MEG Energy (TSX:MEG) is well known as the “go-to, pure-play oil sands stock”, as put recently by RBC analyst Mark Friesen. And for good reason. The company’s entire operations are devoted to producing heavy oil in Alberta, with zero downstream (i.e. refining or retailing) operations.
MEG also does not have any production of light oil, meaning its entire output is subject to the steep discount that applies to Western Canadian Select (WCS). For anyone who thinks the spread will narrow, and is looking for a way to bet on that happening, MEG is often cited as a great way to do so.
All of MEG’s production, currently 35,000 barrels per day, comes from Steam Assisted Gravity Drainage (SAGD). The key to any SAGD operation is the Steam-Oil Ratio (SOR), or the barrels of steam required to produce a barrel of oil. A lower SOR means lower capital costs, operating costs, and even a lower environmental footprint. MEG’s SOR is already one of the best in the industry at 2.4 (YTD 2013).
As a result, MEG’s operating costs are also among the lowest in the industry, at about $10 per barrel. By comparison, Suncor (TSX:SU), Canada’s largest energy producer, has cash operating costs of over $30 per barrel. MEG is thus able to remain profitable in practically any environment. Despite realizing only $53 per barrel of bitumen in 2013, the company netted $40 per barrel after operating costs, transportation costs, and royalties. Further investment only requires about a $40 oil price in order to earn a 10% rate of return.
MEG is expanding rapidly, with a goal of reaching 80,000 barrels per day by early 2015. This will not come cheap; the company has a capital budget of $1.8 billion ($8 per share) for next year alone. The company also hopes to lower its SOR further, down to 2.0. If MEG is able to reach these goals, then the company stands to benefit immensely from tightening differentials.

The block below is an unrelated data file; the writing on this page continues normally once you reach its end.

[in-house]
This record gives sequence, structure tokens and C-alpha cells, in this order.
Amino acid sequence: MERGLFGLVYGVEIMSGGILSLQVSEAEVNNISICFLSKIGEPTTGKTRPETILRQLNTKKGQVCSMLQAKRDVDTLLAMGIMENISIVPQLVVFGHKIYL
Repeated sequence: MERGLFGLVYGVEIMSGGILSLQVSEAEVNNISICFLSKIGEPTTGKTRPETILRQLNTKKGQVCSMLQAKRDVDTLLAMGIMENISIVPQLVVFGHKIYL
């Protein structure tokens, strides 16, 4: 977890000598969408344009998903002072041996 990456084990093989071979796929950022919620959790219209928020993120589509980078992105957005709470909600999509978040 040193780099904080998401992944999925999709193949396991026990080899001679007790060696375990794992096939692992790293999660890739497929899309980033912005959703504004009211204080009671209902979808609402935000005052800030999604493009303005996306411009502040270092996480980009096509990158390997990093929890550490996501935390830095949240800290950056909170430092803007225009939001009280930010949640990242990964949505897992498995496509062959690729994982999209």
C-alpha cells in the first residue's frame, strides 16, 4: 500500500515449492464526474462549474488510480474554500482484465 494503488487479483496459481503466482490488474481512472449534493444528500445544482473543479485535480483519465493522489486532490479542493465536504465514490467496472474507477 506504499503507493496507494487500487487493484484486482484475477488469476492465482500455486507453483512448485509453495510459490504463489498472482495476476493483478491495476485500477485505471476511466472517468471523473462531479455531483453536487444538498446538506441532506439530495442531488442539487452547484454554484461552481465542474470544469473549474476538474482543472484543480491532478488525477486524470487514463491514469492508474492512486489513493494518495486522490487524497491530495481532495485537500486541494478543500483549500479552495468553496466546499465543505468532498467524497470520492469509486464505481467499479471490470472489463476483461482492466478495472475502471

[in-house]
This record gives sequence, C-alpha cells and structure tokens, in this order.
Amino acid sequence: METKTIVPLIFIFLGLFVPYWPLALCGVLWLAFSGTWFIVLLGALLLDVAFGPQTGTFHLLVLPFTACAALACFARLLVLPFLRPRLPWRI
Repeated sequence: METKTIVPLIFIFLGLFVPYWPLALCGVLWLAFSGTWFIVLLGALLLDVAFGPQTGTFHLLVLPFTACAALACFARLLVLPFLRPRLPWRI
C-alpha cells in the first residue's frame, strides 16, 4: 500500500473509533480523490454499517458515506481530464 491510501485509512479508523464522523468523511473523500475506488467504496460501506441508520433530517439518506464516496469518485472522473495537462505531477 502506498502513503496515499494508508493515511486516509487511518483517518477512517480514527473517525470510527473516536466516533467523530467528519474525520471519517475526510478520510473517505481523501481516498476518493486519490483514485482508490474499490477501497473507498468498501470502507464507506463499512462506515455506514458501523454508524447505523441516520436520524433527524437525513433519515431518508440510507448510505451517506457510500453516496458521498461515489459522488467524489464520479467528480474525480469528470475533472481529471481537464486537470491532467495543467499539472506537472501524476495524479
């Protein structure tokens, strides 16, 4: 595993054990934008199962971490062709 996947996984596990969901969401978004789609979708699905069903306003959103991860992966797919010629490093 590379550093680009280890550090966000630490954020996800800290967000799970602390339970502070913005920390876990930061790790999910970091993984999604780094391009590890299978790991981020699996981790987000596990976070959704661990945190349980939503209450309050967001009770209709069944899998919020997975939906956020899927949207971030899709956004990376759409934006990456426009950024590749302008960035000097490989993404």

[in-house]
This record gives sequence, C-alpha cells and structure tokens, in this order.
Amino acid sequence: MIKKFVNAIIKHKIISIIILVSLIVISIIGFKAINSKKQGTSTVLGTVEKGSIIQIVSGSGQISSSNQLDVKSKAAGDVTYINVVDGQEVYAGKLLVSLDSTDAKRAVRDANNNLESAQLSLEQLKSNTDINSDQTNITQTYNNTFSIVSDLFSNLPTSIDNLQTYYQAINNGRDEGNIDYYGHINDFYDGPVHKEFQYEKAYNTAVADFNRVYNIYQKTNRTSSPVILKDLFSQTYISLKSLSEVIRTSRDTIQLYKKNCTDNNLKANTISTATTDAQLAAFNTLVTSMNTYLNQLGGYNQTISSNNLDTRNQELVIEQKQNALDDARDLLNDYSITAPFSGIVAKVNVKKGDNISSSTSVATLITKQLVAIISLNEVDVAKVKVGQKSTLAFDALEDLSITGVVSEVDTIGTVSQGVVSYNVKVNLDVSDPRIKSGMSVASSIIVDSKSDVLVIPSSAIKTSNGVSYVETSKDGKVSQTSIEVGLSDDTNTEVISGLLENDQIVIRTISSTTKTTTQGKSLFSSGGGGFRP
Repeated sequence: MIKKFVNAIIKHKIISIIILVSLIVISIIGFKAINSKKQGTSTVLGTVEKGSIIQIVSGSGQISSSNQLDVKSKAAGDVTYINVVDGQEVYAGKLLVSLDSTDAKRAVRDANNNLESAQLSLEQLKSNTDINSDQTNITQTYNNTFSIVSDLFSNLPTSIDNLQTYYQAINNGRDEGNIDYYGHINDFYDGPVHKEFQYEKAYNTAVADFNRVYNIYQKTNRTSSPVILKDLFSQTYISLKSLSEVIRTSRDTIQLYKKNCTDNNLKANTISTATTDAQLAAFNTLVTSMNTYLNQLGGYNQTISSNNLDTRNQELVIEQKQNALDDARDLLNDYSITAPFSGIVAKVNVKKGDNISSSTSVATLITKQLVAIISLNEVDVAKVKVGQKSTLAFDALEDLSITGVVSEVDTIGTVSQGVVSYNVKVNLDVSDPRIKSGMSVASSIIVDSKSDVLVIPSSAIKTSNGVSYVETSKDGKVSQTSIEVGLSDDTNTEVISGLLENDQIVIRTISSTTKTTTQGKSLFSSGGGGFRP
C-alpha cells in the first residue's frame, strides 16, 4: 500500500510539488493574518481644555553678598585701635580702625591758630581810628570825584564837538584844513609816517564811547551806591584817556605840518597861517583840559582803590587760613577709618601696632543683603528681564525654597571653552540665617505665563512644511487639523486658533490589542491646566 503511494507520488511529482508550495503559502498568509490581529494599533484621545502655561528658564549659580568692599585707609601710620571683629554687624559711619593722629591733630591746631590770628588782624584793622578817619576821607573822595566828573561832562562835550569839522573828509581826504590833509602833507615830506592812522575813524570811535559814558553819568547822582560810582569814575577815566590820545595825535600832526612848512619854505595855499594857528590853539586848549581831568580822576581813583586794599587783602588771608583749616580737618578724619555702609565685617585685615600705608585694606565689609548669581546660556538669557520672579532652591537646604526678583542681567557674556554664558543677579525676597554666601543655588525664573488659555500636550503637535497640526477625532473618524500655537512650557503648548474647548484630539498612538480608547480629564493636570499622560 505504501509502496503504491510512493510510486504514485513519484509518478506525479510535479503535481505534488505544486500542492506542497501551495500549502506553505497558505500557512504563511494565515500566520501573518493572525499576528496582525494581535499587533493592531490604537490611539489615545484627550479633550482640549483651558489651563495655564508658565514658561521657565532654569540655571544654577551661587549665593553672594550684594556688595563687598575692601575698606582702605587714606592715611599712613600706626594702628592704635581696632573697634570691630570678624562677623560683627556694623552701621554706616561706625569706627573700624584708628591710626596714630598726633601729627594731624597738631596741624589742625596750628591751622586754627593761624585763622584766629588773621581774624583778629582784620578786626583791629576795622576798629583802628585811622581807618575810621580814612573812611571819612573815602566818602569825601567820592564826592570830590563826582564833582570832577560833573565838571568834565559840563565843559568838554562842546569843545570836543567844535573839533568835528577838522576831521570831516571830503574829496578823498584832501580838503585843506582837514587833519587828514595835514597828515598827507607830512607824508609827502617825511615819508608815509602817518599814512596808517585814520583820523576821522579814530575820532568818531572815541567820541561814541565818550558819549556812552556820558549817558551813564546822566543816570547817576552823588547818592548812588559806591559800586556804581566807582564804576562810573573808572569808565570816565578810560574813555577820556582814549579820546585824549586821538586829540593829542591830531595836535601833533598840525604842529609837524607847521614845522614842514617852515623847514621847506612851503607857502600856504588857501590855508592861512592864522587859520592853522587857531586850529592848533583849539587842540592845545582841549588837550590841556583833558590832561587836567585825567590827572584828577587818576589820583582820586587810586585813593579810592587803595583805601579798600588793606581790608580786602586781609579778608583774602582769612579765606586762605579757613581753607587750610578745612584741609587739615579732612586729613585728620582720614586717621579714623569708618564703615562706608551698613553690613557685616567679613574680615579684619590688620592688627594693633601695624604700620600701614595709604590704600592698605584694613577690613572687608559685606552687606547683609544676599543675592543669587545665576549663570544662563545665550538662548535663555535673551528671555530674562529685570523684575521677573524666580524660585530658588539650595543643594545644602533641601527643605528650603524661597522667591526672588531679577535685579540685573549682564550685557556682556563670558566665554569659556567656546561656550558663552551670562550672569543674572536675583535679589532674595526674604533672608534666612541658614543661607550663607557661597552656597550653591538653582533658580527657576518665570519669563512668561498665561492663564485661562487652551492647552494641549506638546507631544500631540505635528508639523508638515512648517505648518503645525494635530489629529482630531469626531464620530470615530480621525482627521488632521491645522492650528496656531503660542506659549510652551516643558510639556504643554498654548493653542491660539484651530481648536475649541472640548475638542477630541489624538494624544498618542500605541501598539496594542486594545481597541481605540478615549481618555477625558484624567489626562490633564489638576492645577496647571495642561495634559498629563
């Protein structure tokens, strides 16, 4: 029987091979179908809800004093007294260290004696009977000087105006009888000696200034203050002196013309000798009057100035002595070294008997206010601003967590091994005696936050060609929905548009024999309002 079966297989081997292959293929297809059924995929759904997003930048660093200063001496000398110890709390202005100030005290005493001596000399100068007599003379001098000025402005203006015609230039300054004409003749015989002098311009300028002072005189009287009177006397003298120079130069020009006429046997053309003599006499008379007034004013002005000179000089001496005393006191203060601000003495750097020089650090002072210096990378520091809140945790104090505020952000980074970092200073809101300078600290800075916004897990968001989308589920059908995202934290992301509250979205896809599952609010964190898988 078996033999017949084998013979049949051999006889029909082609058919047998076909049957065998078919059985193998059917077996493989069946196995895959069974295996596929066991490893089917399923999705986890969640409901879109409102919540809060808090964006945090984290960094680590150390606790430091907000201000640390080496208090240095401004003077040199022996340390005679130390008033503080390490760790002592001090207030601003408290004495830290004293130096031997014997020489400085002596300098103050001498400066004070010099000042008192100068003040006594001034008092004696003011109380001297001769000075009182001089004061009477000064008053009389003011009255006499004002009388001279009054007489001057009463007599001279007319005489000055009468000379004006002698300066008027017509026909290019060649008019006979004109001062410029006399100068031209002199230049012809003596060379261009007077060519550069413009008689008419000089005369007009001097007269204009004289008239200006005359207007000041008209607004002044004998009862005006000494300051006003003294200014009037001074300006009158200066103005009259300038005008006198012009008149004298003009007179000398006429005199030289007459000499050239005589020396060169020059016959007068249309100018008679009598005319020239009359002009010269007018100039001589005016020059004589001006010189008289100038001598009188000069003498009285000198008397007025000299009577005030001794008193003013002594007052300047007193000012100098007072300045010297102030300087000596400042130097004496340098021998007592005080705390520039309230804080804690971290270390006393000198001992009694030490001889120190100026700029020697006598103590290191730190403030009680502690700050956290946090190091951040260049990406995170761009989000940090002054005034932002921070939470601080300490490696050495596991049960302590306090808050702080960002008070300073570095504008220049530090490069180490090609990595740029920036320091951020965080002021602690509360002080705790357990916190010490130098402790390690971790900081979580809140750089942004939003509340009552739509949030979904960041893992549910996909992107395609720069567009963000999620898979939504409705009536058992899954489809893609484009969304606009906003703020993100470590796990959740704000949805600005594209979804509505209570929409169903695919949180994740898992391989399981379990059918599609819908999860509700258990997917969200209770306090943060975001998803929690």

MEG’s share price does not seem to reflect that scenario playing out. The net asset value of MEG’s reserves, based on 2012 numbers, is $52 per share. Even after subtracting out MEG’s debt of $10 per share, it is clear that MEG still trades at a discount. And this doesn’t even account for MEG’s additional resources or the progress the company made in 2013.
Foolish bottom line
Only two and a half years ago, MEG shares traded above $50 per barrel, and despite all the progress the company has made, have since fallen by about 40%. Clearly the headlines about pipelines, differentials, and the explosion in U.S. oil production have not helped the company nor its share price.
But at $30 per share, MEG offers plenty of upside for those willing to place a bet on Canadian energy. Time will tell if it’s a bet worth making.